The “Variations Create Hierarchies Job Definition” is visible as succeeded in job history (it took 0 seconds) but no hierarchy was created for the new label.
On the site, we could see that the hierarchies were not created.
How can we detect this problem?
If you suspect that you have ran into this issue you should enable verbose logging for the “SharePoint Foundation” – “General” category. Afterwards you will find the following entry in the ULS log, whenever such a problematic work items is being processed:
OWSTIMER.EXE (0x1EF4) 0x1C8C SharePoint Foundation General 8nc8 Verbose TimerJob WorkItem Processing exception: System.ArgumentNullException: Value cannot be null. Parameter name: workItemId at Microsoft.SharePoint.SPWorkItemCollection.DeleteWorkItem(Guid workItemId) at Microsoft.Office.Server.Utilities.TimerJobUtility.<>c__DisplayClass1.<ProcessWorkItem>b__0() at Microsoft.Office.Server.Utilities.MonitoredScopeWrapper.RunWithMonitoredScope(Action code) at Microsoft.Office.Server.Utilities.TimerJobUtility.ProcessWorkItem(SPWorkItemCollection workItems, SPWorkItem wi, WorkItemTimerJobState timerJobState, ProcessWorkItemWithState processor) at Microsoft.SharePoint.Publishing.Internal.VariationsSpawnJobDefinitionBase.ProcessWorkItem(SPContentDatabase contentDatabase, SPWorkItemCollection workItems, SPWorkItem workItem, SPJobState jobState) at Microsoft.SharePoint.Administration.SPWorkItemJobDefinition.ProcessWorkItems(SPContentDatabase contentDatabase, SPWorkItemCollection workItems, SPJobState jobState) at Microsoft.SharePoint.Administration.SPWorkItemJobDefinition.HandleOneContentDatabase(SPContentDatabase db, SPJobState jobState)
This error message is a bit misleading. It is complaining about a null value while workitemID is a GUID. In fact, this fails because the ParentID field in the “ScheduledWorkItems” table references the GUID of the site which was deleted.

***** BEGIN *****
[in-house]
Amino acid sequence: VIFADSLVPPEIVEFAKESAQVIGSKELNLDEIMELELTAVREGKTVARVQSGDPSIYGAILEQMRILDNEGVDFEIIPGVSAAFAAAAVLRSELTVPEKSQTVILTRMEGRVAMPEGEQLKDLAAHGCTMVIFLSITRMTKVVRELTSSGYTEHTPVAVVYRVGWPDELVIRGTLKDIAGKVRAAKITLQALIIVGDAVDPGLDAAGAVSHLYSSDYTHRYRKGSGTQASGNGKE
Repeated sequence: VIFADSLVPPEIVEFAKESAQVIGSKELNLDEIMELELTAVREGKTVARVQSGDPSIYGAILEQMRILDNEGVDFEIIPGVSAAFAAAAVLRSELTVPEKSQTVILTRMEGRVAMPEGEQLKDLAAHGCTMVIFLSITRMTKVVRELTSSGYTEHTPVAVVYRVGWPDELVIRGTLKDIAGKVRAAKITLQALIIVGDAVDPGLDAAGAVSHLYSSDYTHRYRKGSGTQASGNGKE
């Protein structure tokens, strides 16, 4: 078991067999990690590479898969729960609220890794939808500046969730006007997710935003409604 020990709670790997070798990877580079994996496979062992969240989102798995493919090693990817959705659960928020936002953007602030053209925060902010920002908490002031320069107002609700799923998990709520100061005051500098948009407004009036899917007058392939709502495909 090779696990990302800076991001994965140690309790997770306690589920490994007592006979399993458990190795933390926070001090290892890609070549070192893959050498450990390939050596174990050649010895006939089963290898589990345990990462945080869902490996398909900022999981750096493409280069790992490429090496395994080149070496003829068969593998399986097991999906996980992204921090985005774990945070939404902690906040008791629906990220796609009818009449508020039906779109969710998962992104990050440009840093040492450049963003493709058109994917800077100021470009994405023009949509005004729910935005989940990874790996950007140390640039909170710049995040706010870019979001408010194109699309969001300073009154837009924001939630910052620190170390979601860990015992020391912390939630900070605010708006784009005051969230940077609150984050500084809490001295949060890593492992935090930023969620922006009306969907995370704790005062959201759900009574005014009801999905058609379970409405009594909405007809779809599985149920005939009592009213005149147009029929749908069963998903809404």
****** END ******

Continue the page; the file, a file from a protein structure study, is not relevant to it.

The DeleteWorkItem method (of the SPWorkItemCollection object) needs to have an existing site to remove the WorkItem from the table (see the community content in this link):
As you can see in the callstack visible in the ULS logs, the public API to delete a work item has a limitation that prevents us from removing the problematic Work Item as it requires to get the SPSite object the work item belongs to first. As this site collection no longer exists, it is not possible to retrieve the SPSite object, which means that we cannot remove the work item using this API. On the other hand until we have to remove the work item in order to get the hierarchy creation working again for site collections in this content database.
To solve the issue, it is required to call the internal Delete method of the affected work item itself.
As this is not a public API it is required to use Reflection to get access to this method as outlined in the following code sample:
To pass the SPWorkitem object as a parameter to this function, standard SharePoint Object Model calls can be used to list the WorkItems and identify the one we want to delete.
To identify the Hierarchy Creation workitems, we can, for example, filter by its well-known GUID.
This issue is not very likely to occur. It is quite rare to have someone asking for the creation of a hierarchy and, in the same day, delete the site collection hosting it.
If you run into such an issue, we recommended to open a support case with Microsoft to get it fixed.